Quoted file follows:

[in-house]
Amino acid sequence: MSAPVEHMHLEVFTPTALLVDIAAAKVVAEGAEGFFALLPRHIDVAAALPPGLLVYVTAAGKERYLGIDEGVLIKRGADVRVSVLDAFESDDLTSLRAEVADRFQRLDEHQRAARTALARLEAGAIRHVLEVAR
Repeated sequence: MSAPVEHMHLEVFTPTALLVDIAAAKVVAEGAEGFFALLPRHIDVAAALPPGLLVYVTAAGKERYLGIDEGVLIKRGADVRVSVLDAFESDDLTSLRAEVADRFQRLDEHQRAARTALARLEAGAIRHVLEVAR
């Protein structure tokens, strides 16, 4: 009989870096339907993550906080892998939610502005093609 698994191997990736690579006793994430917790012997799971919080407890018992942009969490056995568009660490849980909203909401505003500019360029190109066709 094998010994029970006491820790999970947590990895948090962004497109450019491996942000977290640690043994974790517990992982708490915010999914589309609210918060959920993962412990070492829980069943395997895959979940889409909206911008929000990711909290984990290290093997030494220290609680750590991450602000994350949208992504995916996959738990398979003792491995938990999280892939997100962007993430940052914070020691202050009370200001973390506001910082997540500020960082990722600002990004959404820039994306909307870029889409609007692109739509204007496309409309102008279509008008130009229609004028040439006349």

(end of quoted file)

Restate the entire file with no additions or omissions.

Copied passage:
[in-house]
Amino acid sequence: MSAPVEHMHLEVFTPTALLVDIAAAKVVAEGAEGFFALLPRHIDVAAALPPGLLVYVTAAGKERYLGIDEGVLIKRGADVRVSVLDAFESDDLTSLRAEVADRFQRLDEHQRAARTALARLEAGAIRHVLEVAR
Repeated sequence: MSAPVEHMHLEVFTPTALLVDIAAAKVVAEGAEGFFALLPRHIDVAAALPPGLLVYVTAAGKERYLGIDEGVLIKRGADVRVSVLDAFESDDLTSLRAEVADRFQRLDEHQRAARTALARLEAGAIRHVLEVAR
């Protein structure tokens, strides 16, 4: 009989870096339907993550906080892998939610502005093609 698994191997990736690579006793994430917790012997799971919080407890018992942009969490056995568009660490849980909203909401505003500019360029190109066709 094998010994029970006491820790999970947590990895948090962004497109450019491996942000977290640690043994974790517990992982708490915010999914589309609210918060959920993962412990070492829980069943395997895959979940889409909206911008929000990711909290984990290290093997030494220290609680750590991450602000994350949208992504995916996959738990398979003792491995938990999280892939997100962007993430940052914070020691202050009370200001973390506001910082997540500020960082990722600002990004959404820039994306909307870029889409609007692109739509204007496309409309102008279509008008130009229609004028040439006349």